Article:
material make perfect consistency impossible. Furbank and Owens admit that external evidence is not necessarily proof of anything, which is why they retain some of the items attributed to Defoe by Abel Boyer and Robert Wodrow, for example, while excluding others.13 Edmund Curll, we are told in De-Attributions, is not a sufficiently reliable source. Wodrow is likewise untrustworthy, because his "methods of reasoning" are faulty: he lumps groups of works together and assigns them to Defoe for no reason except that each refers to the others.14 About the unreliability of those sources Furbank and Owens are entirely correct—but we might compare the treatment of De-Attributions no. 130 to the Critical Bibliography entries on Moll and Roxana. No. 130 is The State of the Excise after the Union, about which Furbank and Owens have this to say: "Given the date of Wodrow's ascriptions ... they must count as external evidence." They are, however, "inclined" to doubt the attribution. Of Moll and Roxana, they conclude, "The attribution by Noble is evidently questionable, but given its date it must count as external evidence" (CB, 200). In the one case, the unreliability of the source overturns an otherwise plausible attribution. In the other, the unreliability of the source is trumped by their sense of the plausibility (or perhaps the desirability?) of the attribution. The State of the Excise after the Union should not be re-attributed on current evidence, but by the standards of the Critical Bibliography it seems more aptly described as "probable." Alternatively (and more safely), unreliable "contemporary" attributors might simply be disregarded—meaning that the canon shrinks yet further, and we lose Moll and Roxana. The fact that Furbank and Owens find some "contemporary" sources more reliable than others is itself unobjectionable. What is unclear, however, is why Noble's testimony (for instance) is more inherently reliable than Wodrow's or Curll's.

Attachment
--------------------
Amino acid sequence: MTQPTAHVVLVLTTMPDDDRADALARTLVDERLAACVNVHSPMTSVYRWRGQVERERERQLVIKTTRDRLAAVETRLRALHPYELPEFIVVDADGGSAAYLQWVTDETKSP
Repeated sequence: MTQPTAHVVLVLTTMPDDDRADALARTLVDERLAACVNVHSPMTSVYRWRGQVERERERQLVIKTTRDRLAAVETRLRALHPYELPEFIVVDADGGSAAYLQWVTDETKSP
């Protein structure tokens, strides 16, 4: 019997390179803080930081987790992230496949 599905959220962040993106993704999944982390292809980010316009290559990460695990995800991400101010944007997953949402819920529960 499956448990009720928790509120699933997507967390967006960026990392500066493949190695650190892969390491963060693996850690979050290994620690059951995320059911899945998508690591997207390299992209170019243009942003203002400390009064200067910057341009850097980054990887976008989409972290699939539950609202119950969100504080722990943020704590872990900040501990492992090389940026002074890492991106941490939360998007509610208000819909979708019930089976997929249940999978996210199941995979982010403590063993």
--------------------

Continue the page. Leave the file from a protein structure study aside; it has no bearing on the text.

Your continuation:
The evaluation of internal evidence is likewise sometimes disquieting. Several items in the De-Attributions volume are removed from the canon because one piece of stylistic evidence is in itself inadequate. For example: "Defoe was unquestionably fond of this anecdote, but on its own ..." (no. 324a), they say, and no. 334 includes a remark that is "very close to a line" from The Mock Mourners, but "the allusion, if it is one, could admit of various explanations."15 That one suggestive internal tidbit does not constitute a sufficient basis for attribution seems a sound conclusion. But several works labeled "probable" in the Critical


Page 137
Bibliography are included on the grounds that they have at least two suggestive internal tidbits, each of which could presumably "admit of various explanations." If one allusion is not enough and a single close quotation is not enough, then do we really want to accept a work because it has one of each? At some point an accumulation of suggestive tidbits might perhaps seem persuasive, but where we have two or three and no reliable corroborating outside source, just how solid is the attribution? Alternative explanations need to be considered, as in the case of A New Test of the Sence of the Nation (112(P))—regarded as "probable" because two of its passages echo one issue of the Review. But the Review did have readers, some of them also writers, who might well have been influenced by its argumentation and rhetoric. More broadly, the evidence for including a work as "probable" in the Critical Bibliography is occasionally similar to the evidence that is ruled inadequate in De-Attributions; an allusion or discussion or quotation might render a work "probable" or it might not. Furbank and Owens rightly argue that each case must be evaluated on its own merits, which means arriving at different conclusions for cases with differing mixes of evidence—but in each instance the calculus that yields the result needs to be laid out in full for the reader.